For example, we experienced a “once in a generation” winter storm that downed many trees in the Portland metro area leaving whole neighborhoods without power for up to weeks. Members of the Resiliency WG organized an ad hoc team to clear downed tree limbs from neighborhoods impacted by these obstructions. But, seeing this as part of a broader set of resilience interventions, the team sectioned off and collected it for firewood and is in the process of distributing it for fuel to camps. We also provided direct support for members whose lack of local infrastructure left them without power or heat for over a week. 

Similarly, in response to the lack of infrastructure capable of provisioning financial services to underbanked people, members of Resiliency WG formed ‘1040 bloc’ and began holding tax prep sessions for those who fall through these traditional mechanisms, through an active outreach campaign. To date, over sixty returns have been filed for people for an average of $3200 in refunds owed to people who would otherwise have been unaware of those funds they have rights to claim.

Final thoughts: Taking action is good, actually. 

The importance of engaging in direct mutual aid and resilience work is twofold. First, as socialists, it is imperative that we demonstrate to those we organize with that another world is possible. Before we can bring anyone into the fold of a mass movement against the oppressions of capitalism, we must first expand their imagination of what’s possible. Direct mutual aid does precisely this. Every need met through mutual aid is a direct repudiation of capitalism, thereby illustrating an alternative to the scarcity or zero-sum logics of capitalism. 

Second, and a companion to the previous point, our work in mutual aid and resilience has proven to be an excellent entry point for those looking to begin anticapitalist work. The Resiliency group has grown to be the largest of its kind within the Local, and its activity level has grown in proportion. In the scope of building a mass movement, any entry point for those not yet activated is a valid entry point, and one we must pursue if we are to build the movement. Once brought into the fold, the barriers to connecting the overlapping and intersecting oppressions of capitalism are lowered. Individuals who begin by tending a community garden or helping supply unhoused individuals with firewood, quickly move on to becoming tenant or labor organizers as they build relationships and become acquainted with other dimensions of the struggle. Oftentimes, once the first crack in someone’s belief in capitalism emerges, the dam is quick to crumble. If we are to build a mass movement, we must be the water seeking out this initial imperfection in the wall that then leads to the flood, regardless of where that imperfection might be found.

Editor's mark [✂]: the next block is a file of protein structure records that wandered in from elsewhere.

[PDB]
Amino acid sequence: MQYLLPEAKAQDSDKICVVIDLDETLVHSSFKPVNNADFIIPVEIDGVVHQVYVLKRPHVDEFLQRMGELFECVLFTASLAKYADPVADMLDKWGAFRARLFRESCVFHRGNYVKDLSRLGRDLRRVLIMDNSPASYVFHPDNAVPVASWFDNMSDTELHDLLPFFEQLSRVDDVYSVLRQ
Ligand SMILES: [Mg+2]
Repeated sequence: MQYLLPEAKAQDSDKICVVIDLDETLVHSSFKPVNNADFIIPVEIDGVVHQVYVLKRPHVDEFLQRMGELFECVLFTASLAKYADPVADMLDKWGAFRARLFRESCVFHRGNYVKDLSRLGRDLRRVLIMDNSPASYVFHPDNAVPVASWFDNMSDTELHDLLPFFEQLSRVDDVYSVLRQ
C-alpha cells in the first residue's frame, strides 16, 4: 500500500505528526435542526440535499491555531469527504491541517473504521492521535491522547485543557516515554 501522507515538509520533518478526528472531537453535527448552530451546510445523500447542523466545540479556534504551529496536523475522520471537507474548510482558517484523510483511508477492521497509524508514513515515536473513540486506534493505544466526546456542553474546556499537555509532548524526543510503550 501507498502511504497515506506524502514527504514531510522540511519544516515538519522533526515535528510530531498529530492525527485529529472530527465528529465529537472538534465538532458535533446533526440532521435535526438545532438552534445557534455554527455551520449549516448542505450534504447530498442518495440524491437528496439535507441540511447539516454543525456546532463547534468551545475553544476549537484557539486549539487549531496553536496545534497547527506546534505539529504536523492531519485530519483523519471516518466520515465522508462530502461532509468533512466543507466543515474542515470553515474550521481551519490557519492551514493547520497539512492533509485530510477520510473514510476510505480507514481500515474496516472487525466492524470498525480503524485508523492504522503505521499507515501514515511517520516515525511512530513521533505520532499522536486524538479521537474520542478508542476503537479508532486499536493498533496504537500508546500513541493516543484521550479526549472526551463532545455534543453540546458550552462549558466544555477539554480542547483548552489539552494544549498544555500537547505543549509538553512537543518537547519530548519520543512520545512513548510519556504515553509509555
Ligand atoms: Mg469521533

It should be noted that elevating one form of organizing work over others surrenders too much to bourgeois ideology. By prioritizing only the forms of organizing that consolidate and wield power in a narrow political sense, such as workplace organizing, we tacitly accept the capitalist logic that only those that can contribute to production are worthy of value. We reject this logic. For many, simply surviving to the next day is a repudiation of the brutality of capitalism, and as socialists we must fight to build solidarity with these individuals, regardless of whether they can contribute to our movement in the immediate sense. In capitalism, whether one lives or dies, eats or starves, breathes or gasps for air, depends on privilege and access to monetary claims on the surplus of social labor. Rather, we instead chose to do violence to that system directly, by refusing its arrangements and instead provisioning ‘soup for our families.’


1In July of 2020, Donald Trump made claims to the press that Portland protesters were using cans of soup as projectile weapons against DHS personnel, rather than as part of mutual aid food drives. This became the basis of the ‘Soup for Our Family meme,’ which many members of Portland Resiliency Working Group embraced for its hilarity.